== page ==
The Crackle – by Matthew Herbert [Linbury Studio Theatre at Royal Opera House]

The Crackle
Matthew Herbert – Libretto, music, sound-design & director [sung in English, with English surtitles; Royal Opera commission: world premiere performances]

George – Andrew Dickinson
Susannah – Stephanie Marshall
Mephistopheles – Bryn Terfel [recorded]

Royal Opera House Youth Opera Company
Sam Beste (electronically treated piano), Yann Seznec (electronics), Tom Skinner (percussion electronics), Helen Sharp (harp) & Emily Leather (piano)
Tim Murray

Sasha Milavic Davies – Co-directorBecs Andrews – Designs
Paul Knott – Lighting Design
Sam Meech – Video Designs


Reviewed by: Edward Lewis

Reviewed: 5 April, 2014
Venue: Linbury Studio Theatre at Royal Opera House, Covent Garden, London

Andrew Dickinson as George with Youth Opera Company & The Dervishes. Photograph: CummiskeyThe Crackle is the second of two short operas commissioned to reflect modern reactions to the Faust myth, and is created almost entirely by Matthew Herbert. Overtly integrating current technology into the score, plot and performance, Herbert conjures a contemporary demon, hidden in, and perhaps even born out of, the plethora of IT devices we unthinkingly now have in our lives.

In terms of plot, this proves a bit surreal. We open with George (Andrew Dickinson), an overly-typical music teacher, receiving an award for his work and recognition for a book he has written. Almost immediately, we find ourselves in the school toilets, where we hear through a (presumably intentionally) badly distorted recorded voice that George is due to lose his job as a result of cuts. Susanna (Stephanie Marshall) hears this too, and warns George, who is absorbed running the school radio station. This gives Mephistopheles (a pre-recorded Bryn Terfel) his opportunity, and he phones-in to the programme, explaining that a Smartphone app he has created will solve all of George’s problems, if he in turn agrees to raise money for a vaguely-defined charity.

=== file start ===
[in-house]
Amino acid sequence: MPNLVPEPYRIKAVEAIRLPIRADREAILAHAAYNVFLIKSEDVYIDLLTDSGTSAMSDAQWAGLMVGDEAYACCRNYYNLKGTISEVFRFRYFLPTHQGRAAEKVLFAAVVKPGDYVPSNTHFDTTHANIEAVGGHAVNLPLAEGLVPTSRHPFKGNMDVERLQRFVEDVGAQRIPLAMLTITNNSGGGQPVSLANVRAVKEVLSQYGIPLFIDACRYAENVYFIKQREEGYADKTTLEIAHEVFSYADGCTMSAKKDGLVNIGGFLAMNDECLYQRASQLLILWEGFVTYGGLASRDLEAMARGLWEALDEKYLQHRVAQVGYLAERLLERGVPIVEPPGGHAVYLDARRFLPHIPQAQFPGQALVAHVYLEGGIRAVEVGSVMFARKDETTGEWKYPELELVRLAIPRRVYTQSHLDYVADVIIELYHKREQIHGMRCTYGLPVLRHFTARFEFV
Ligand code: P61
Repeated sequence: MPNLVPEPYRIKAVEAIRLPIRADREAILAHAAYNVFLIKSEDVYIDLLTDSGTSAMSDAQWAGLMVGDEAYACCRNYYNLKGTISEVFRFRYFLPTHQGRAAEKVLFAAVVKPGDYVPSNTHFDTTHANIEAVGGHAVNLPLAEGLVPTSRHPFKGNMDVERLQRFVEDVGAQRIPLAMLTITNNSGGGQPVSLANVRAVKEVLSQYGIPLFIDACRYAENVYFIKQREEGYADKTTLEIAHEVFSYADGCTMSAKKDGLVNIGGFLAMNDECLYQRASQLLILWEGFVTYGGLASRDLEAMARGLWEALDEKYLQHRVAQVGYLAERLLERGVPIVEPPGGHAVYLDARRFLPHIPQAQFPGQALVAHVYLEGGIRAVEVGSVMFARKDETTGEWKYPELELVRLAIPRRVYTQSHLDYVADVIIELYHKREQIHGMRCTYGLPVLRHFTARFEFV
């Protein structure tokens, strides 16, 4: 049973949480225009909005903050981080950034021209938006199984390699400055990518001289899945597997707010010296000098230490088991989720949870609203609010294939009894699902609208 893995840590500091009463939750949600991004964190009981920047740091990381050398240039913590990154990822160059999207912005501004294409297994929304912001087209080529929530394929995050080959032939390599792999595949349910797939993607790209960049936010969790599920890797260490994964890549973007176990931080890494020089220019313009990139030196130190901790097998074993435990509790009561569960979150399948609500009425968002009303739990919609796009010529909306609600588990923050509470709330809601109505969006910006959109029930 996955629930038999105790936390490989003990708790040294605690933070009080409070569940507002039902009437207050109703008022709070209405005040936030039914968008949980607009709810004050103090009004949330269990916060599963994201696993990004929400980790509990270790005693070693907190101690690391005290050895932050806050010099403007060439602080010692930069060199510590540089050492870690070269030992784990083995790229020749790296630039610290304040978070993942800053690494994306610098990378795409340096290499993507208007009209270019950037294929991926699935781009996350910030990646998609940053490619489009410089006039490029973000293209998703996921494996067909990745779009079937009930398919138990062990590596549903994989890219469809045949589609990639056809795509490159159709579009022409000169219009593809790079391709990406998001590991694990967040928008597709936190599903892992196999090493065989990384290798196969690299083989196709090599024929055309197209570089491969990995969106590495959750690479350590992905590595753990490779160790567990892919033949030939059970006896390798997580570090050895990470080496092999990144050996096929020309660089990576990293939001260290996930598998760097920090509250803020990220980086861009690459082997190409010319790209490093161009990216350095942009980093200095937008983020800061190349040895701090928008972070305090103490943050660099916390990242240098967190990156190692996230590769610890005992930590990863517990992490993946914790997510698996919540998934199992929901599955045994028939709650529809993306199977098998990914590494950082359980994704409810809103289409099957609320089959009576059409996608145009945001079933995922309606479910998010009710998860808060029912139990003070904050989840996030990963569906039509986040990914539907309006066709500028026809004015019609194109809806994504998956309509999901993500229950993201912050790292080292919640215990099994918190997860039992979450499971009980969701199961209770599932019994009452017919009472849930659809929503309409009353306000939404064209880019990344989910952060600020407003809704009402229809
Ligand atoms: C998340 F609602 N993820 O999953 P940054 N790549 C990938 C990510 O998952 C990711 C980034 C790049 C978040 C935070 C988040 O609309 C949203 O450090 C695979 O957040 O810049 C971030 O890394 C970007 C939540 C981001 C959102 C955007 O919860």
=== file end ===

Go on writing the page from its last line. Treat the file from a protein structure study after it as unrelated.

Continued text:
Passing through a room of brightly-coloured bottles of unknown purpose (other than, we discover in the programme, much of the show’s sound-design came from them), George is instructed to download the app Chirp. Lo and behold – as an audience we too were instructed to download Chirp before the opera. It’s uncanny. Introducing the app to his pupils (the Royal Opera’s own Youth Opera Company) their lives are instantly transformed into utopian bliss, where no lesson is ever dull, and their phones glow with the promise of web-codes, access to portals and all manner of exciting technological gewgaws.

As a break from this relentless happiness, we find George in his bath (filled with plastic bottles, of course) and Susanna arriving for dinner, summoned by a mysterious Chirp message. Long story made short – George falls asleep, Susanna leaves, and we’re back at the school, where a mysterious machine has appeared (the sound-artist Andy Cavatorta’s “The Dervishes” – a set of spinning resonating tubes). This pushes the pupils to new heights of ecstasy, and we arrive at the ‘charity concert. The pupils sing, the music becomes suffused with interference, the children fall dead one by one, and Susanna can’t get through on the phone. It transpires that the demon was after the children all along.